As such, they claimed, he had run into a great deal of trouble with the "Serbian extremists," who even threatened him with physical liquidation. Furthermore, all of them claimed that Vukovar was put under military rule following JNA's seizure of the town and that the local Serbian civilian government - in which Dokmanovic was the minister of agriculture - had absolutely no power or authority. In addition, all of them maintained that the clothes Dokmanovic wore during the events described in the indictment were a "hunting outfit," contrary to prosecutor's claims that those were some sort of "camouflage fatigues."

After they were shown video footage taken on 20 November 1991 in the courtyard of Velepromet transport company (one of the "collection centers" for Croats awaiting evacuation), the witnesses said that they could spot Dokmanovic (in the "hunting outfit") and Goran Hadzic, one of the Croatian Serb leaders at the time.

None of the witnesses, however, recognized the third person that could also be clearly distinguished on the recording: the notorious paramilitary commander Zeljko 'Arkan' Raznatovic. Even though some of them were testifying as protected witnesses, which prevented the disclosure of their identities, the witnesses obviously thought that it was not advisable - i.e. safe - to "identify" 'Arkan' before the court.

Two of the witnesses who testified last week arrived at The Hague with the prosecutor's "safe conduct" guarantees, meaning that they would not be arrested during their stay in the Netherlands. Both testified under protected identity (as "DB" and "DC"), even though Dokmanovic's attorney had announced their full names a week earlier.

In the direct examination, both claimed that on 20 November 1991 they came to the "collection center" at Velepromet looking for some close relatives of theirs but failed to find them there. In the cross examination, both claimed that they did not go from Velepromet to the JNA barracks (some 100 meters away), where six buses full of people taken from the Vukovar hospital were stopped.

Prosecutor Grant Niemann, however, was persistent and went on to barrage "DB" with questions such as: "I put it to you that you did go to the JNA barracks, and that you did see buses full of people"; "I put it to you that you said to [prosecution witness] Emil Cakalic that he was on the 'wrong bus,' and when he asked you 'which is the right one,' you replied: 'They are all the same'"; and "I also put it to you that you knew what would happen to those people on the buses."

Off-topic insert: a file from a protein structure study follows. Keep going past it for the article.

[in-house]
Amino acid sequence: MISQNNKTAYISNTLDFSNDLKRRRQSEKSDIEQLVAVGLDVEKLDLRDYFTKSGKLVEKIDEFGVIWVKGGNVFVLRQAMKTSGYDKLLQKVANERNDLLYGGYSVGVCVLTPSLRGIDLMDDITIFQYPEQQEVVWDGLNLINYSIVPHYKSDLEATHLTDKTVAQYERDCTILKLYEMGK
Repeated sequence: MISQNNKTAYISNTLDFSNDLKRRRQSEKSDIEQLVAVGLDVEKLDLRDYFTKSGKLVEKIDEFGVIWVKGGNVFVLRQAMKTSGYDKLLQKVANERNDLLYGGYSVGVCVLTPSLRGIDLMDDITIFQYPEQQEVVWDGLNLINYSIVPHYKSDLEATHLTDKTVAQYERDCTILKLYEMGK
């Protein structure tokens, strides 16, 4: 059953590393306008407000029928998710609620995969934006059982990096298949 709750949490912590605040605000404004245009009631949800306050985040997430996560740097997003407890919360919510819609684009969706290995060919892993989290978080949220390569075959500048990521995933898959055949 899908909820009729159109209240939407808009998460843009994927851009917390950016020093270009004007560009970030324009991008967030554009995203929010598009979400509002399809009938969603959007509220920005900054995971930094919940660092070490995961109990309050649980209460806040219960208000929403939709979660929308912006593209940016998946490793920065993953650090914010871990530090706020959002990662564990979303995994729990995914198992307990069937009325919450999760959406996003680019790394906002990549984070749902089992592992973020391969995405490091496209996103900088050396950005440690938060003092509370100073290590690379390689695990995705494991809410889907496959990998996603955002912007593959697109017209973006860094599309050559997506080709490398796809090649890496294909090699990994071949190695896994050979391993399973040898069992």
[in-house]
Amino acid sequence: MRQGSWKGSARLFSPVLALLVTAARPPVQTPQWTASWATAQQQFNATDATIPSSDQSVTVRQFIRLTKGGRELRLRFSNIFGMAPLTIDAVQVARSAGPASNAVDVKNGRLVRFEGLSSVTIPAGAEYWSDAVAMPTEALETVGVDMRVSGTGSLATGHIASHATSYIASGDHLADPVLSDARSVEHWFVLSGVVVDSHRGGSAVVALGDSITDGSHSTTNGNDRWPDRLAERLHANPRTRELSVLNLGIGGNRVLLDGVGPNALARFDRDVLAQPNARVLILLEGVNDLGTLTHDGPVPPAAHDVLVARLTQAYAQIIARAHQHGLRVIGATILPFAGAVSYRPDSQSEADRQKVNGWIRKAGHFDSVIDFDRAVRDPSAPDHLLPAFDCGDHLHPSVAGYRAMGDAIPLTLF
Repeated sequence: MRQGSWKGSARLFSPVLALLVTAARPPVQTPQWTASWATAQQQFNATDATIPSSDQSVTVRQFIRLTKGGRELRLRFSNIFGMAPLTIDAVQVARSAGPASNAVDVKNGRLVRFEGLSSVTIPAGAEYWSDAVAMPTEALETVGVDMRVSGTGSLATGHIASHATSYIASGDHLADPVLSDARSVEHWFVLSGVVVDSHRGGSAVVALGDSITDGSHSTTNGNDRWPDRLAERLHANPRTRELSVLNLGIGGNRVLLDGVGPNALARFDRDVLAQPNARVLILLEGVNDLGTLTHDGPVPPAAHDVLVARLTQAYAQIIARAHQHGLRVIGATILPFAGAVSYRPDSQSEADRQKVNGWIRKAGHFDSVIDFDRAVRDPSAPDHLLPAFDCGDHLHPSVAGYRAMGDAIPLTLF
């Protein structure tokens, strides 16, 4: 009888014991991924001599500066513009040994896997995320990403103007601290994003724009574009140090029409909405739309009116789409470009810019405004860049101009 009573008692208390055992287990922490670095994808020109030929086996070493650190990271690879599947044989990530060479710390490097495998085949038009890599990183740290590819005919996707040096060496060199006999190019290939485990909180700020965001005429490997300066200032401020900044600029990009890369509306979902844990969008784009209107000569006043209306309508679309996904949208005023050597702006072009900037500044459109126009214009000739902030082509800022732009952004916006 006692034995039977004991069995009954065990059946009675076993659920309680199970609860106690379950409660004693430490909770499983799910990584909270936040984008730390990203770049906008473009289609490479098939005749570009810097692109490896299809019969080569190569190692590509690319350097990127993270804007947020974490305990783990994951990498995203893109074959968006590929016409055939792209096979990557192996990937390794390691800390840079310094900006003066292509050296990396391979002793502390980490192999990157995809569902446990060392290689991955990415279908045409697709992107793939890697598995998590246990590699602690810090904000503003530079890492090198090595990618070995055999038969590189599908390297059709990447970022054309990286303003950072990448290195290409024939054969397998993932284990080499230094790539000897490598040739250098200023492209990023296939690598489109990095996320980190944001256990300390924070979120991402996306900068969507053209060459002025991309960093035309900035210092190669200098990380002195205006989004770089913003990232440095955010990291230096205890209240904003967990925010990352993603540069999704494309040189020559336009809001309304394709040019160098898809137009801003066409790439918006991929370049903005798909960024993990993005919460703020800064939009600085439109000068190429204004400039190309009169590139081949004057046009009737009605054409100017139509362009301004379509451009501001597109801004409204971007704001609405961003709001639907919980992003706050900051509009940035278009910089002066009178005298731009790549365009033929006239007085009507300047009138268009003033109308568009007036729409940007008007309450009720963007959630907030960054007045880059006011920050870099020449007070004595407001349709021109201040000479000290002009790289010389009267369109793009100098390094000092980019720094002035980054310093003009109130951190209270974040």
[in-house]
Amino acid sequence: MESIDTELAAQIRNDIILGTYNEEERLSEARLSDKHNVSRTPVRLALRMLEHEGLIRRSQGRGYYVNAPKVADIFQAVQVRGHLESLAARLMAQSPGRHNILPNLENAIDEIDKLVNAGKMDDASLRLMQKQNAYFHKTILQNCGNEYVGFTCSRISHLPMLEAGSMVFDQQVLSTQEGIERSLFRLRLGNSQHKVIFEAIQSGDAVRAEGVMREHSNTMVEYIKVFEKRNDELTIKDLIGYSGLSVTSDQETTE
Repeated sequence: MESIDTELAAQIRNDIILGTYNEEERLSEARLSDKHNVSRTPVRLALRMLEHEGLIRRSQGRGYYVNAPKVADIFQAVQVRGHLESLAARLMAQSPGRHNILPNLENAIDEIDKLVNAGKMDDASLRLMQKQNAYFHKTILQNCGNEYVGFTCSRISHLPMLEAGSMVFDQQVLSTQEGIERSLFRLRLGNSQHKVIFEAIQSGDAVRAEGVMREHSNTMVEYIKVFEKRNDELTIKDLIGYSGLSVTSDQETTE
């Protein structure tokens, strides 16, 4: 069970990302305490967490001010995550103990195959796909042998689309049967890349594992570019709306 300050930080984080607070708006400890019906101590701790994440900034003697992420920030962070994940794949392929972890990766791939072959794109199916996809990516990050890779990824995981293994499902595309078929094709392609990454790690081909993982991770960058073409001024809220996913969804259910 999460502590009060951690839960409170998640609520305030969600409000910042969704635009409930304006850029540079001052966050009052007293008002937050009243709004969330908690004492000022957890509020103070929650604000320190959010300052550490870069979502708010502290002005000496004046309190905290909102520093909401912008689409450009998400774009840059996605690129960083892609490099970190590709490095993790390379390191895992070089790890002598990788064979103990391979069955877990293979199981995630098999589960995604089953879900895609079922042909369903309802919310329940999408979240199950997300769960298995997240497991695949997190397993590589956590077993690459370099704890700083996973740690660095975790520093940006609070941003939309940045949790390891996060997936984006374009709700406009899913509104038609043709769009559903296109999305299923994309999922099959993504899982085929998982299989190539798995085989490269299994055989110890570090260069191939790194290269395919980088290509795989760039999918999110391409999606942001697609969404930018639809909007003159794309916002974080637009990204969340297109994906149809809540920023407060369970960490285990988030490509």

Dokmanovic's attorney, Toma Fila, objected to the manner of examination, claiming that the prosecutor was arguing with and intimidating the witness instead of asking questions. Presiding Judge Antonio Cassese overruled Fila's objection, stating that it was "just another way of putting questions."

Emil Cakalic is one of the key prosecution witnesses, who on 5 February this year (see "Tribunal Update" no. 62) claimed before the court that he had seen Dokmanovic on 20 November 1991 at the hangar at Ovcara, where the victims were detained before they were shot.

In his testimony, Cakalic described how a colleague from the Municipal Assembly approached him at the JNA barracks (before he was taken to Ovcara) and told him "Emil, you're on the wrong bus." He quoted the names and the surname of the colleague and the colleague's wife, said that both were wearing uniforms, and added that he "later realized that they knew where we were being driven."

This was most probably the reason why the married couple "DB" and "DC" had demanded "safe conduct" guarantees as a precondition for testifying in favor of Dokmanovic at The Hague.